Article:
Students get a taste of Monarch Center

The new cafeteria’s opening gives Valley students varied food choices.

By Ricardo Varela and Melinda Henricks

The smell of charbroiled-chicken breast, hamburgers, and taco meat filled the cafeteria at the new Monarch Center at Valley College. Jesus “Chuy” Angulo and his staff of 23 held the grand opening of the new cafeteria on Monday, a partial inauguration of Valley’s latest building.

The structure, set between the Campus Center and the Art Building, is built in what some experts describe as the postmodern green style of architecture. Its outer design features angular edges and several glass panels. “Monarchs” and an image of the school mascot is emblazoned on the main facade which houses the cafeteria. The east side of the building includes the student bookstore, the business office and a coffee bar. The west side boasts outdoor benches and lounging areas, faculty offices, the student union offices, the student health center and a student lounge. None of these areas were open Monday, but are scheduled to open later this semester. Although the cafeteria opened Monday with a limited menu, Angulo plans to bring the variety of his food truck to his new kitchen.

“We’re doing 50 percent of our menu today,” Angulo said Monday, who used to run the food truck on campus and now his company, Angulo Food Services, runs the cafeteria. “We’re going to start serving fresh pasta in few hours. We’re going to offer fresh-baked pizza and Chinese food next week.”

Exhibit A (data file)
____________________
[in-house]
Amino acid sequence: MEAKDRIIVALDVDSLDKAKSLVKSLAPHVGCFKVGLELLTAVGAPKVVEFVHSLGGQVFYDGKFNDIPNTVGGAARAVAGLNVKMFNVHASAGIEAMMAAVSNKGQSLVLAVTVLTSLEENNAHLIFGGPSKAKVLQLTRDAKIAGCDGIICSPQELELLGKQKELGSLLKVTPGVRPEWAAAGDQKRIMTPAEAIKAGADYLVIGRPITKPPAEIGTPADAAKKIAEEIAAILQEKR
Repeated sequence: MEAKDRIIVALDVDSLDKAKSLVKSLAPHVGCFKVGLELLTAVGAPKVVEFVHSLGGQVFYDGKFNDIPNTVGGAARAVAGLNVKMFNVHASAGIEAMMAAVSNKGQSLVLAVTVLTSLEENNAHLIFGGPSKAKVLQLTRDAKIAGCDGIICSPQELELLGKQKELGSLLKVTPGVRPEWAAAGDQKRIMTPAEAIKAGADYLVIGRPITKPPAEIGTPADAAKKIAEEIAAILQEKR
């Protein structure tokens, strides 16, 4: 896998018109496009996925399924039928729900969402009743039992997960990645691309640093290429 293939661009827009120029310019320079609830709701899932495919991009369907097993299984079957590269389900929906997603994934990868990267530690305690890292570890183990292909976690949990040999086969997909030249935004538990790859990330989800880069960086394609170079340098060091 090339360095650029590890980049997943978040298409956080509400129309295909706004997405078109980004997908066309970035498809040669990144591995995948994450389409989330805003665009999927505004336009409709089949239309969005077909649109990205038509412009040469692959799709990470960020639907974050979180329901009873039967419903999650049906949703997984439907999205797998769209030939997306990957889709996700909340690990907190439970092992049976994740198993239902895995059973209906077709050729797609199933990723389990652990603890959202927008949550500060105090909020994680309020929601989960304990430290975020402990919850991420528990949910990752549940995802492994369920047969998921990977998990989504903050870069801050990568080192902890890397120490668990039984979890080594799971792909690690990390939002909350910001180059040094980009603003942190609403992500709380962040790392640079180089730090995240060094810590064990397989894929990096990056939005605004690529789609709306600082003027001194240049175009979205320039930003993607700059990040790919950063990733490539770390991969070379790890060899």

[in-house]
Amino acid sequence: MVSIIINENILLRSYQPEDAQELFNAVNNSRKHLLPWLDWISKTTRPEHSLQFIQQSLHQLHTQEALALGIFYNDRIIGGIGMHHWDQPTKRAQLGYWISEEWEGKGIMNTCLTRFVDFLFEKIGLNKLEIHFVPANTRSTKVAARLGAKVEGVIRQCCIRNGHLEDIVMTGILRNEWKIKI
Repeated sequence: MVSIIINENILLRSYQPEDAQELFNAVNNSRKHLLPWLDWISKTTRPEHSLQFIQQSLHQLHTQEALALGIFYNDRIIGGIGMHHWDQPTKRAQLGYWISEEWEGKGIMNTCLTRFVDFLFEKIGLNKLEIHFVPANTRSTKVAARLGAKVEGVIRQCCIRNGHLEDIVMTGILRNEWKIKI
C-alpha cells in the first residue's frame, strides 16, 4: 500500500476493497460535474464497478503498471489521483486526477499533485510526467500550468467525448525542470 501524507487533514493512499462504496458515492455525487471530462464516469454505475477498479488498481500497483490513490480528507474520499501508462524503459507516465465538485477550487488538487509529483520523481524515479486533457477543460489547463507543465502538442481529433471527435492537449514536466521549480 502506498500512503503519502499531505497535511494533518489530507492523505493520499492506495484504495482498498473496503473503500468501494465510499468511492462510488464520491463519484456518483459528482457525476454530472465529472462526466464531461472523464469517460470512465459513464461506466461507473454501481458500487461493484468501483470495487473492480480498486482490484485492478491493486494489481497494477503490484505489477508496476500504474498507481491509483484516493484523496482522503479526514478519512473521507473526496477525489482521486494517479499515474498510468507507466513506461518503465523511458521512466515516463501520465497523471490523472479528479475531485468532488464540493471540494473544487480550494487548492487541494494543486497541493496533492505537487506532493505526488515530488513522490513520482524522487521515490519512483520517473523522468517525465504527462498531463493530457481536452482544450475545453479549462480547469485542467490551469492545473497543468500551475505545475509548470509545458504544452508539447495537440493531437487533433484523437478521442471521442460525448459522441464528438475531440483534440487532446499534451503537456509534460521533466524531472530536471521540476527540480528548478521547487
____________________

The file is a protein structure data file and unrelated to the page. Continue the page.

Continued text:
The new student union center is a 38,168 square-foot structure built with sustainability in mind. Its $37.8 million budget was paid for by money allocated to Valley from Proposition A and Measure J. The building features a 2-story canopy that catches rain water and re-distributes it through a waterfall that runs under and around the building.

“I am excited about the new cafeteria because it means that students will have more choices of what to eat and an inviting place enjoy their food,” said Valley College President Dr. Erika Endrijonas. “For too long, students have had to hunt for shade or a table to enjoy their breakfast or lunch, but now our state-of-the-art building provides the type of welcoming environment they deserve.”

Inside, the kitchen is split in two. The combination breakfast, burger, and sandwich station is flanked by two coolers. They hold bottled milk, juice, fruit cups, whole bananas and apples, a selection of fresh salads, quinoa, and parfaits. Burritos, sandwiches, and burgers are made to order and start at $6.75. Pre-packaged salads start at $5.50. Fountain drinks come in 24 ounces and are $1.50.

The kitchen features a stone pizza oven and wok station that will fire up next week. Dessert options are stored in their own rack between the Chinese station and the Mexican food trays. Both of these will feature a rotating menu, with Angulo planning a “wings Wednesday” as a signature staple. The cafeteria is open Monday through Thursday from 7 a.m. to 7 p.m. and on Fridays from 7 a.m. to 3 p.m.

“I’m doing fresh daily,” Angulo said. “We want you to get your food fast, but I want flavor. I fed a campus with a flat-top smaller than this one when I had the food truck. Still, students are busy and would leave the line because it was too long.”

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